Prime numbers | Factors and multiples | Pre-Algebra | Khan Academy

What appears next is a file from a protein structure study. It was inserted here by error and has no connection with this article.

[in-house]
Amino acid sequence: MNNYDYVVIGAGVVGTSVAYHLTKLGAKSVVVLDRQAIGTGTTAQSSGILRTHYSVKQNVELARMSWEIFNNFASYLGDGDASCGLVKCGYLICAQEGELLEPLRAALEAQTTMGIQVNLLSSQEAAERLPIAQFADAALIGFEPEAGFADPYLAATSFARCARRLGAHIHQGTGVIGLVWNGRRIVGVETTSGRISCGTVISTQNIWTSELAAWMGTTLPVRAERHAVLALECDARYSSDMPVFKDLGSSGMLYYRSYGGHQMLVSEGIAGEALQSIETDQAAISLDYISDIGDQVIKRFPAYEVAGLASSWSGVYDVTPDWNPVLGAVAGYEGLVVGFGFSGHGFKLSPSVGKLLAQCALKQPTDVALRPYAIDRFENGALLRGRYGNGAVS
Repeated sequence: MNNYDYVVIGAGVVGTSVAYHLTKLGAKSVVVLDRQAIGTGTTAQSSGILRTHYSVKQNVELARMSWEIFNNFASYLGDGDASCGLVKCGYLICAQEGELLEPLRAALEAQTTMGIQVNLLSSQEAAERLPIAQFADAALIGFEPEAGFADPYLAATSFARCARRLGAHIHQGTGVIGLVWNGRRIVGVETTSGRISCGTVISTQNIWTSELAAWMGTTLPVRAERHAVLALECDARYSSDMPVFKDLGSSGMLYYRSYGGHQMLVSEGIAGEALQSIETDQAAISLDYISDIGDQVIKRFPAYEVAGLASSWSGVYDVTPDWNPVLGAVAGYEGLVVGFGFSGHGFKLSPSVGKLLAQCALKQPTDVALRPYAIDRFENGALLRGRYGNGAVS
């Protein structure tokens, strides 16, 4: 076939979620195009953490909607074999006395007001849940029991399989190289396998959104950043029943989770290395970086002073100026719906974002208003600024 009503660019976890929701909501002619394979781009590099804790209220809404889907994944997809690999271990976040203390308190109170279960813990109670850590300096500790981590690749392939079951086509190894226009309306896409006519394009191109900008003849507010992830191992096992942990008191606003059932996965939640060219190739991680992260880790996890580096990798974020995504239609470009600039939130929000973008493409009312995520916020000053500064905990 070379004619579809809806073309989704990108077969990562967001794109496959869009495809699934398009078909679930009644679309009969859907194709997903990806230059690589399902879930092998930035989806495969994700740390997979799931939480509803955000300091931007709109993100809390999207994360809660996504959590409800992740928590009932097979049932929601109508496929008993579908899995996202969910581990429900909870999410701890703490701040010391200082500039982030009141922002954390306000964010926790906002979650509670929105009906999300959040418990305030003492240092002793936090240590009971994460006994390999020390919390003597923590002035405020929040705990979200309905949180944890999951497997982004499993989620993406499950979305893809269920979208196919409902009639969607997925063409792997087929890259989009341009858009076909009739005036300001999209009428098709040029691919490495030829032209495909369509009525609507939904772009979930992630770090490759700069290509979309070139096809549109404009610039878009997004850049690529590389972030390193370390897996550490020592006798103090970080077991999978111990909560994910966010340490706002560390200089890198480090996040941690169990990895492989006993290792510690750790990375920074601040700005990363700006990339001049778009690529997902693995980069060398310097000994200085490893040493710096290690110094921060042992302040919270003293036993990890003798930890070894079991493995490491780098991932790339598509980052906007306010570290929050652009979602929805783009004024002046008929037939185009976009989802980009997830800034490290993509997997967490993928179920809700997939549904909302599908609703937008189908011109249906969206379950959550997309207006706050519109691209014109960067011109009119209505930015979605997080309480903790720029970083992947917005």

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In this video I will talk a little more about what It means the prime number And what I hope you will understand in this video It is a simple concept But as you progress in your sporting career You will see that there are somewhat complicated concepts That can be built on the concept of prime number Which includes the idea of \u200b\u200bcoding And it is possible that some encryption that Your computer is using it at the moment, it depends on prime numbers If you don’t know what encryption means You don’t need to worry now Just what you need is to know that prime numbers Somewhat important. So I’ll teach you the prime numbers The concept can be a little confusing But when you learn it with examples, you will see it a little simple The number is prime if it is a natural number For example: 1, 2 or 3 (counting numbers starting with 1) Or you could say “positive integers” It is a natural number that accepts (exactly) the division by two natural numbers: the same number and the number 1 Only these two numbers are divisible If you don’t see this logically, let’s solve some examples Let’s examine some numbers to see if they are prime or not Let’s start with the smallest natural numbers Figure 1. You can say that “number 1 is divisible by 1” And “accepts division by itself”, so number 1 is prime number! But remember, by definition, you should accept (exactly) divide by Two natural numbers. 1 is only accepted for one natural number which is 1 So 1 is not a prime number Let’s go to number 2 The number 2 is divisible by 1 and 2 only So it seems that it meets the requirements for identification He accepts the division (exactly) of two natural numbers On itself and the number 1. So 2 is a prime number I will go over the prime numbers The number 2 is interesting because The only initial even number If you think about it, then any other even number It will accept division by 2, so it will not be a prime number We will think more about this in future videos Let’s check number 3. Number 3 is divisible by 1 and 3 It is not acceptable to divide by any other number It does not accept 2. So 3 is a prime number as well Let’s try number 4 Undoubtedly, the number 4 is divisible by 1 and 4, but it is He also accepts division by the number 2. So he accepts division It has 3 natural numbers: 1, 2, and 4 So it does not meet the definition requirements Let’s try number 5 There is no doubt that the number 5 is divisible by 1 It is not divisible by the numbers 2, 3 and 4 (You can divide 5 by 4, but there will be a remainder) It is also clear that he accepts division by himself So again, 5 accepts the division (exactly) by two natural numbers: 1 and 5 So again, the number 5 is a prime number. Let’s continue So we see if there is some kind of stereotype here And maybe then I will try a difficult number That people stumble upon. So let’s try the number 6 He accepts the division by the numbers 1, 2, 3, and 6 So it has 4 natural number factors I think you can say it that way So it does not divide (exactly) by two It has 4, so it is not a prime number Let’s go to number 7 Number 7 accepts division by 1, and division by numbers 2, 3, 4, 5, and 6 not acceptable But it also accepts division by 7 So the number 7 is a prime number. I think you understood the general idea here How many natural numbers are numbers like 1, 2, 3, 4, or 5 The numbers you learned when you were two years old Which does not include zero, and does not include negative numbers It does not include fractions and does not include deaf numbers And decimal numbers and the rest of the numbers Only familiar positive numbers If you only have two numbers of them If you accept division by yourself and the number 1 You are a prime number And the way I think If we do not think about the special case related to the number 1 The prime numbers are the building blocks of numbers You can’t break it down any more They look like atoms If you think about what are the atoms Or what people thought about the atoms the first time They think they are those things That cannot be further fragmented We now know that we can actually split atoms If you do, you can make an atomic explosion But it’s the same idea about prime numbers You cannot split it To the product of multiplying smaller natural numbers You can say numbers like 6 are 2 times 3 You can split it, and note, you can split it To the product of prime numbers We sort of split it into its parts You cannot split 7 more All you can say is that 7 equals 1 times 7 In this case, you did not split it further You only have 7 there again You can actually divide the number 6 You can actually divide the number 4 by 2 times 2 Now, based on this method, let’s consider Some larger numbers, and we think Whether these large numbers are prime numbers So let’s try the number 16 So clearly, any natural number is divisible by 1 and by itself So 16 is divisible by 1 and 16 So you will start with the number 2 So that if you can find any other number Then you will realize that you are not a prime number For 16, you can get it by multiplying 2 by 8 Or you get it by multiplying 4 by 4 So it has a lot of factors here The numbers exceed 1 and 16 So 16 is not preliminary. What about number 17? Undoubtedly, 17 accepts division by 17 and 1 It is not acceptable to divide by 2, 3, 4, 5, 6, 7, 8 … etc. None of these numbers or any number between 1 and 17 Leads you to the number 17, so 17 is a prime number And now I will give you a difficult number This number can deceive many people What do you think about number 51? Is 51 prime numbers? If you are interested, you can pause the video here a little And try to find out by yourself If 51 is a prime number If you can find any prime number except 1 or 51 And who accepts 51 divided by it. It seems A rather strange number You might think it is a prime number But now I will give you the answer It is not preliminary, because it also accepts division by 3 and 17 Three times seventeen equals 51 So I hope you now have a good one About prime numbers And I hope we can give you some training on this In future videos or in some exercises